Good on you Stressed for bringing this up. Whilst having such a bad apple amongst the police must be shaming, it's great that he's been busted. All credit for putting it in the spotlight.

I'm concerned that it is alleged that an Essex officer was involved in football violence in Manchester.

IF he is guilty, that would really be extracting the micturation!

TonyF said...

Hi SoC, I feel that you may have nailed it on the head, when you say

"There was a time when police officers had to be solvent financially within reason, otherwise being subject to discipline. Perhaps getting rid of thousands of police flats and section houses is leaving many open to corrupt approaches as debt becomes part of life"

I feel that paying for such things out of the public purse is not only common sense, but should be mandatory. Police Officers should never be put in a position where the temptation of necessity is put in their way. Obviously there will still be the odd weak, or stupid, person who gets caught out, but good leadership would go a long way to obviate such issues.

I suppose suitable punishment should follow too, if falling from grace occurs.

Stressed Out Cop said...

Hi TonyF

I don't really have an answer to solve the serious "criminal" issues, other than reducing debt and therefore temptation.

We are now drug tested - but it's more of a dip sample of people at a station. This results in the sack if positive.

People will always take the piss if they think they can get away with it. I don't see it as a leadership thing - maybe it's a recruitment issue.

pchawkeye said...

After 36 years in the job I have heard the phrase,"Guess who's in the cells",on more than one occasion. Sometimes I'm suprised and sometimes not. What must be remembered is the Force is made up of members of society and as such some have higher moral standards than others I took pride that my morals were always above reproach. I could go on to give examples but lets just say the bent ones covered a wide spectrum of dishonesty. Some never made it past training before being caught others had lots of service and sacrificed their pensions for stupid momentary lapses. I had no sympathy for any of them and saw them as leeches using the cloak of respect and responsibility to hide beneath.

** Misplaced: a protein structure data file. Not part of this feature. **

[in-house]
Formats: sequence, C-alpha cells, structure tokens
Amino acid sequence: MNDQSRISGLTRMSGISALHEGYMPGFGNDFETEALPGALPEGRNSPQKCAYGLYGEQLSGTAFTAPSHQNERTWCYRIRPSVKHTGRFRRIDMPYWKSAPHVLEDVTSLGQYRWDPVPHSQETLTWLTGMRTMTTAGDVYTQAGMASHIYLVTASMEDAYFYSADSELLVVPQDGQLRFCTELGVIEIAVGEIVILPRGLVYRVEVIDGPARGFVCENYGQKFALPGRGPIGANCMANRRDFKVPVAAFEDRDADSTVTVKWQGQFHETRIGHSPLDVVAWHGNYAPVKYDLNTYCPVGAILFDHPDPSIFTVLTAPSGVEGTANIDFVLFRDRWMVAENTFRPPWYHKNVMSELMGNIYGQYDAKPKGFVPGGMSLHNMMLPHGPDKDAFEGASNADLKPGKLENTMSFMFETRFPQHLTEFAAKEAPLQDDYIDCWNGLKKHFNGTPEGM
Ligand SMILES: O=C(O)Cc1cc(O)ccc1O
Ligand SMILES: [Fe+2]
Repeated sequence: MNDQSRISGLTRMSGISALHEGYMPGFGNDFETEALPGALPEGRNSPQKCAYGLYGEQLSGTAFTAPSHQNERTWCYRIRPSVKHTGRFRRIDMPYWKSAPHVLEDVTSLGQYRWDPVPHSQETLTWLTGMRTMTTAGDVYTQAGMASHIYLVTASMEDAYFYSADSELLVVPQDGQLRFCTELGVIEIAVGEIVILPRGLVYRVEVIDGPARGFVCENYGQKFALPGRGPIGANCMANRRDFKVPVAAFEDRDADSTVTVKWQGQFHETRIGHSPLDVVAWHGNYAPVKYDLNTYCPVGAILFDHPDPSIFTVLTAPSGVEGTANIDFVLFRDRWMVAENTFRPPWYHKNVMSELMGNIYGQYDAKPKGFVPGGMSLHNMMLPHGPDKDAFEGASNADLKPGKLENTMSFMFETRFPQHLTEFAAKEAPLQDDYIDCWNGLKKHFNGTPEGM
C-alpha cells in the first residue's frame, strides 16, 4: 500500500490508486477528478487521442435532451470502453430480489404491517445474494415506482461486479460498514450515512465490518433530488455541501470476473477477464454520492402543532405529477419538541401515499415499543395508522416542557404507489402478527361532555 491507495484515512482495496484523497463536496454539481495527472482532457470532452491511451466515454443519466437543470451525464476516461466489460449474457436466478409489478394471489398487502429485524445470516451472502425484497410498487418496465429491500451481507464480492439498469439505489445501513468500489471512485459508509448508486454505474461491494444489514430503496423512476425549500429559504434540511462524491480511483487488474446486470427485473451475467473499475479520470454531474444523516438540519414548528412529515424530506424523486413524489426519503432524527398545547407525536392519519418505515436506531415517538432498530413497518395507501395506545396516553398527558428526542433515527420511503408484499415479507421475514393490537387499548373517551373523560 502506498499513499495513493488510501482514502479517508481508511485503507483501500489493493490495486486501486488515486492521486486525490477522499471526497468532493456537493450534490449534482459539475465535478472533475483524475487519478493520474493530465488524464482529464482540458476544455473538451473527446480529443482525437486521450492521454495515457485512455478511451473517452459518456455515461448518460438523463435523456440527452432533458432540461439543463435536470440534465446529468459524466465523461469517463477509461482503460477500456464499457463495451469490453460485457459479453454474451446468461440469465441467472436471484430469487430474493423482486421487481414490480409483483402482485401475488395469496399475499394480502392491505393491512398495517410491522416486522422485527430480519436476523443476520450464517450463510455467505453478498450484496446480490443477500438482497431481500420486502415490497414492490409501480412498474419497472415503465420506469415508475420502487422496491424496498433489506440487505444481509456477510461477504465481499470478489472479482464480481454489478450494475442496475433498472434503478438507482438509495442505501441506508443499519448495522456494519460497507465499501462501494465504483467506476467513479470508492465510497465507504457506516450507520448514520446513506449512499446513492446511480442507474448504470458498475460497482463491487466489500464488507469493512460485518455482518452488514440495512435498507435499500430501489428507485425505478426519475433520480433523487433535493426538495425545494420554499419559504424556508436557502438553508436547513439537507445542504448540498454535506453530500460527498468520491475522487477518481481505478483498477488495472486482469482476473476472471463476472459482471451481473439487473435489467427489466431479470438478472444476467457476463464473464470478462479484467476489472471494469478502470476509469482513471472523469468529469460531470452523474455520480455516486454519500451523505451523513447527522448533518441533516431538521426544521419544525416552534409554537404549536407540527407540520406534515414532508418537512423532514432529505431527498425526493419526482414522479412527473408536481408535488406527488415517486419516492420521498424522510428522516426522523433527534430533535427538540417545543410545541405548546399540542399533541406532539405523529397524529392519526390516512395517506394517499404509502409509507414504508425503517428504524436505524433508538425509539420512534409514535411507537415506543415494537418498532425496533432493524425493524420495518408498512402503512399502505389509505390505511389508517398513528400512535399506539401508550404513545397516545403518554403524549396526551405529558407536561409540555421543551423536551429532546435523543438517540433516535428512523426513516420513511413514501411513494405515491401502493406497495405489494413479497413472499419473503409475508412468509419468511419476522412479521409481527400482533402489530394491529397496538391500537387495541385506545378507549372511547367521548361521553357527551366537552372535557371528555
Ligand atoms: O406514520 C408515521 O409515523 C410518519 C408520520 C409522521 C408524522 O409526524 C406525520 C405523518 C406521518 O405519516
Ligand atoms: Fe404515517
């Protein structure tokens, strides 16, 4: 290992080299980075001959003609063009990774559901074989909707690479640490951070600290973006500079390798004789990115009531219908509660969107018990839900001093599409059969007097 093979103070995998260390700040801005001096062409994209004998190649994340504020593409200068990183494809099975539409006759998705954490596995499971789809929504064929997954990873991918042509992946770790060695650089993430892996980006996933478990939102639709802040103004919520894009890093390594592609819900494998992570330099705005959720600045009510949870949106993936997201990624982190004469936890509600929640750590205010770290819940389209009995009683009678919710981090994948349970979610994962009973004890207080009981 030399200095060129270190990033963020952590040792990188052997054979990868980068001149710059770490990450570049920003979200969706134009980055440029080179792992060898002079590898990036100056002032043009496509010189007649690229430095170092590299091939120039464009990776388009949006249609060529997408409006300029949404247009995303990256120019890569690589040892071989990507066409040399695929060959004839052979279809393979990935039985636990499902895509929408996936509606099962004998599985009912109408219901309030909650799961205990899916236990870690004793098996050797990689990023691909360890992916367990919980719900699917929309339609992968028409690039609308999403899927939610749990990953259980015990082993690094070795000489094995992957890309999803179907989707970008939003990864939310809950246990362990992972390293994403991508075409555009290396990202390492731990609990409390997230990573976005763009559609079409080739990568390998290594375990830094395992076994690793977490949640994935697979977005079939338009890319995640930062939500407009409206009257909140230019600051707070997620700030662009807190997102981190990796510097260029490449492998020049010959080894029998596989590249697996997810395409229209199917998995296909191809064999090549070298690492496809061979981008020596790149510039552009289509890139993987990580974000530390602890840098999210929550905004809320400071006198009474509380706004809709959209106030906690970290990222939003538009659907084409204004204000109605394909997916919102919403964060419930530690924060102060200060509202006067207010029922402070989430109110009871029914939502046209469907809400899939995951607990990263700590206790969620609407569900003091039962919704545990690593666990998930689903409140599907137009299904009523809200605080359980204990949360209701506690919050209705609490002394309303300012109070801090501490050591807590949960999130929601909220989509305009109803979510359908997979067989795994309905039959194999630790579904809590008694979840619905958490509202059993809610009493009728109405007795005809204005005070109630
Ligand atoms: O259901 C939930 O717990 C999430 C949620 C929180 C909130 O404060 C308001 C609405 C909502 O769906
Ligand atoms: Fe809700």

Good ridance to the lot of them.

Anonymous said...

the problem with Police Houses and the like is that they have to be vacated when the officer retires,resigns or moves to another force there is also the divorce/seperation issue. Much the same applies in the Army.Once a soldier leaves after a decent length of service it is tricky and expensive to get on the ladder.Many of the ex soldiers I have worked with overseas are doing so only to earn the money for a house deposit.That said there is no excuse corruption in the police or public service or anywhere else for that matter

Anonymous said...

the problem with Police Houses and the like is that they have to be vacated when the officer retires,resigns or moves to another force there is also the divorce/seperation issue. Much the same applies in the Army.Once a soldier leaves after a decent length of service it is tricky and expensive to get on the ladder.Many of the ex soldiers I have worked with overseas are doing so only to earn the money for a house deposit.That said there is no excuse corruption in the police or public service or anywhere else for that matter